Friday, 31 October 2014

Returning the compliment (food for thought Part the Second)

Lord and lady  are both derived, remotely, from the root of our word loaf, hlaf. I don't fully understand the social organization that ascribes lordship to a '...hlafweard, literally "one who guards the loaves"...' as Etymonline says, but there it is.

Companion – still on the subject of bread, I have written elsewhere at some length about this one. Sorry about the 'some length', but I hope you'll find the journey worth it.
<digression theme="journey">
I was once editing a carpentry book (Barry of all trades, me), and its author held that a 'journeyman carpenter' was so called because he went from place to place. A dictionary I consulted at the time said that the true derivation was from journée: he was paid by the day. And that's what I believed (it still may be true: either he was paid by the day or he had to work a number of days before becoming a master craftsman). This 'travelling' idea was just folk etymology, I assumed.
But a recent radio talk by Neil McGregor has left me wondering; a journeyman craftsman did go from place to place looking for work. One day I'll find out who's right,,,
up the duff / in the [pudding] club / a bun in the oven have already been covered (in last week's post).

warm as toast (sometimes 'toasty') is commonly used. If one were 'as warm as Melba toast' I suppose it would mean both warm  and thin and crumbly, and maybe a little singed round the edges.

toast – and, while we're on the subject, a toast is so-called in a reference to spiced toast used to flavour a drink.

tapas – Tapas bars are so common now in the UK that it could almost be treated as an English word. Certainly, there's no attempt at giving a full [a] value to the second vowel. The English pronunciation is /tæpǝs/. The word is related to the verb tapar [='to cover'] and refers originally to the practice of covering a drink (in transit from the local) with a piece of bread, to prevent spillage. The bread then became part of the treat  – not unlike a trencher, though a trencher was under a meal rather than over a drink.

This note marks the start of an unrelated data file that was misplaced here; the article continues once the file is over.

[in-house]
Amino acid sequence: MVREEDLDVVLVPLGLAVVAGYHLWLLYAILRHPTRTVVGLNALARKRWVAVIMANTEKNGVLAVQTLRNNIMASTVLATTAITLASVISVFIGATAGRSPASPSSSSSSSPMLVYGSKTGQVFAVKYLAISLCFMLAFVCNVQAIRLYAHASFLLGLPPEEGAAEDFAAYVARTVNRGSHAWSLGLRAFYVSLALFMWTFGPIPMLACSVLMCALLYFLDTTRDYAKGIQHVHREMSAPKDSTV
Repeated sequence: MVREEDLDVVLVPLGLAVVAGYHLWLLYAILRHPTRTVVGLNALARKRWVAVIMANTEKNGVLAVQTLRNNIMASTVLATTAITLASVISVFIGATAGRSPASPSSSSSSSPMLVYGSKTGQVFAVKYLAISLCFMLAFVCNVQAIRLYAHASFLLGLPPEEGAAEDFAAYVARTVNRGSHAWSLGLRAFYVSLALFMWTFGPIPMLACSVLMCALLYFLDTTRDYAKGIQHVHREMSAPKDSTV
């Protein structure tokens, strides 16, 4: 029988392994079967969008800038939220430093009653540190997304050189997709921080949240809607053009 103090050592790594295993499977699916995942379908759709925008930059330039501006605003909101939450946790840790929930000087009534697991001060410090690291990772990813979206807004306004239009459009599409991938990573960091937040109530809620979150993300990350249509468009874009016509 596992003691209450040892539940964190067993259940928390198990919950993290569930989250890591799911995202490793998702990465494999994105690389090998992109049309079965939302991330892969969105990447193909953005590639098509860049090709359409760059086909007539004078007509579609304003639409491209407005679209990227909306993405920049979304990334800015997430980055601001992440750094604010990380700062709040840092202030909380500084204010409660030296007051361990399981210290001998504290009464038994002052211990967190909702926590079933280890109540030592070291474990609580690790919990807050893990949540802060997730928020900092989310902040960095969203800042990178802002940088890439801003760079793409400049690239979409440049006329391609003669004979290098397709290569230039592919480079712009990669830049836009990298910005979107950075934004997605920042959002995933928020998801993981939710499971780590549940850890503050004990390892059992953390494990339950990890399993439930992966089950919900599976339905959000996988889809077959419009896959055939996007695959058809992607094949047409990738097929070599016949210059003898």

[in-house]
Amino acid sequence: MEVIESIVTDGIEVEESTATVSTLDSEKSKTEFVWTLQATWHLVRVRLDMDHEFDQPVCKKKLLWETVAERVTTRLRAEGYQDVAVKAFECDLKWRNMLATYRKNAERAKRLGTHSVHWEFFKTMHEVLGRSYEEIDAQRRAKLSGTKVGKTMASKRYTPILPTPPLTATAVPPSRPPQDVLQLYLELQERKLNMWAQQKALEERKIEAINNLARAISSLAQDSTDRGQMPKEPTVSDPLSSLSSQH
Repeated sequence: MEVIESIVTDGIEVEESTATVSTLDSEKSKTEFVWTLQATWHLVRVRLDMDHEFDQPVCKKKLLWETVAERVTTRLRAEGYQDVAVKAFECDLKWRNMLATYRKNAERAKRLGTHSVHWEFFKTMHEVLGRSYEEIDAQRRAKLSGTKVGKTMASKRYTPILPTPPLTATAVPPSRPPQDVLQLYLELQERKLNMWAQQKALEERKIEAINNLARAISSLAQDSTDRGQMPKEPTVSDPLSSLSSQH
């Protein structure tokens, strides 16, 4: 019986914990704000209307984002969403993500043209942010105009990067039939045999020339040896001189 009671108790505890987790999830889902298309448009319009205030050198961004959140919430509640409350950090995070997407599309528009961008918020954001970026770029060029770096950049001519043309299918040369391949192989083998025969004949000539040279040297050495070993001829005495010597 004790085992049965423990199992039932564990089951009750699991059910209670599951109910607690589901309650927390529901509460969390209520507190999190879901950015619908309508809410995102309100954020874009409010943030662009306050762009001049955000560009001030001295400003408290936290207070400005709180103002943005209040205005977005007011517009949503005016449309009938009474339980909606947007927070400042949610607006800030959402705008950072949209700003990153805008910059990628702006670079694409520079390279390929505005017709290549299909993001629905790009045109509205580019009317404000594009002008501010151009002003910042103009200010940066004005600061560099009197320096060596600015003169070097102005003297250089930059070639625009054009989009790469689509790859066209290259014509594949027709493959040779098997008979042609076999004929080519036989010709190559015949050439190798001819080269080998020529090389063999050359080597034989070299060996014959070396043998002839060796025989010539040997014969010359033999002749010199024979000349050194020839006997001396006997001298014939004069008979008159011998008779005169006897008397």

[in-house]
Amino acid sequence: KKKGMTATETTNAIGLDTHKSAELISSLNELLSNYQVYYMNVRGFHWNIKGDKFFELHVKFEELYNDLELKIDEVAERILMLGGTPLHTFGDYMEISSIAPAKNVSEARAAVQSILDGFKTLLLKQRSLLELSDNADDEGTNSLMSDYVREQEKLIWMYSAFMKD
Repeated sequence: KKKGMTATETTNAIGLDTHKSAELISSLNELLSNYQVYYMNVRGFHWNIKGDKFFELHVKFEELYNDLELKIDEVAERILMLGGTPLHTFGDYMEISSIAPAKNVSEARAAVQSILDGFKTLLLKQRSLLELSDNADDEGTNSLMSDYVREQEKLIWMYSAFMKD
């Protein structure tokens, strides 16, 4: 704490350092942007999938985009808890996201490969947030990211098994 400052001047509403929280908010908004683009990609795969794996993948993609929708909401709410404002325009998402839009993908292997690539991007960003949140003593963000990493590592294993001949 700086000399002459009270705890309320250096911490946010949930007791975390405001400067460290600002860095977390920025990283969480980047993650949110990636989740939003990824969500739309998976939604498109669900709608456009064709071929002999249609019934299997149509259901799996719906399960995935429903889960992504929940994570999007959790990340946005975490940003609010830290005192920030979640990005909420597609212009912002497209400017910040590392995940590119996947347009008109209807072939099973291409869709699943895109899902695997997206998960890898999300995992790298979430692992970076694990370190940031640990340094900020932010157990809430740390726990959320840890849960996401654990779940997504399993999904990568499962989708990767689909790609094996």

trencherman is someone who likes his food, regardless of what it's served on. 'Trencher', incidentally, is cognate with the French tranche. So when the director of the board (table) of a company releases a tranche of shares, no fewer than three food-based metaphors are in play.

choux  – not only in the expression mon petit choux...
<digression theme=archaisms?">I've never heard this in real life. It may belong with Saperlipopette! among the not-very-useful vocabulary extensions provided by Passe Partout, which my sainted mother was prevailed on to buy to ensure my place among the crême de la crême.
...but also, strangely, in the expression 'choux pastry' . What this has to do with cabbage is beyond me – unless... Aha: I suppose it's the texture – imagine a tight globe of cabbage, cut with a knife through several layers.... Compare that with the image of Paul Hollywood  picking through some choux pastry, talking about 'no/good lamination'. All the same, it strikes me as pretty unlikely metaphor.

crême de la crême –  pretty obviously, the best of the best.

cream off –  see cherry-pick

cherry-pick –  see cream off.
Well, not really, but the joke was too inviting. There can  be an overlap (as when a grammar school creams off/cherry-picks the brighter children in an area). But a dodgy scientist who cherry-picks his data is simply choosing the bits that suit his theory. (Not sexist – lots of women are scientists; but they wouldn't be dodgy ones, bless their hearts.)

mutton-chop whiskers –  an obvious visual metaphor. Not so obvious, though, to people born after the trade deal with New Zealand that guaranteed a year-round supply of lamb and so knocked sales of mutton on the head. Perhaps that should be 'that skewered sales...'. Or even kebabbed. Anyway, after that, farmers who relied on trade in mutton were toast.

Lamb dressed as mutton – the 'dressed' has nothing to do with clothes, as is suggested by the common 'dressed up as' (make that very common: the 'dressed as' version has only a few thousand more Google hits than the 'dressed up as' version: 138,000 plays 111,000 ). The 'dressing' in question often does involve clothes, but it's 'dress' as in 'prepare for the table' (cf, 'dress a lobster', 'dressed crab' autc). Getty Images owns the copyright to this example:
See the full thing here
sandwich(v) – the noun could have been included in last week's post, but when it became a verb it contributed to the corpus of food-based metaphors occupying the non-food world. And even the noun does this: I remember my son being involved in a 'Knowles sandwich' between two friends. (I've tidied up this memory a bit, I think the original was 'a Dom sandwich' – but sandwiches are named after their fillings.)

salary –  there's a fairly obvious link here with salt. The same association of salt with value is at work in the expression 'Worth one's salt'.

on the back-burner – not food, but definitely emanating from the kitchen: ='not actively worked on, but kept ready for future activity'.

Must go: I have my work cut out; (and I think there's a French idiom that means roughly  the same – which aptly refers to having 'du pain <quelquepart>' (no time to check exactly  where [sur le plancher?]).


Update 2014.10.31.14:50 – Afterthought in red.
Update 2014.10.31.15:40 – Afterthought in maroon.

PS I may have bitten off more than I can chew with this food metaphors idea, but it'd stick in my craw not to record the ideas as they come, rather than save the best for last. 
Update 2014.11.01.10:45 – Added PPS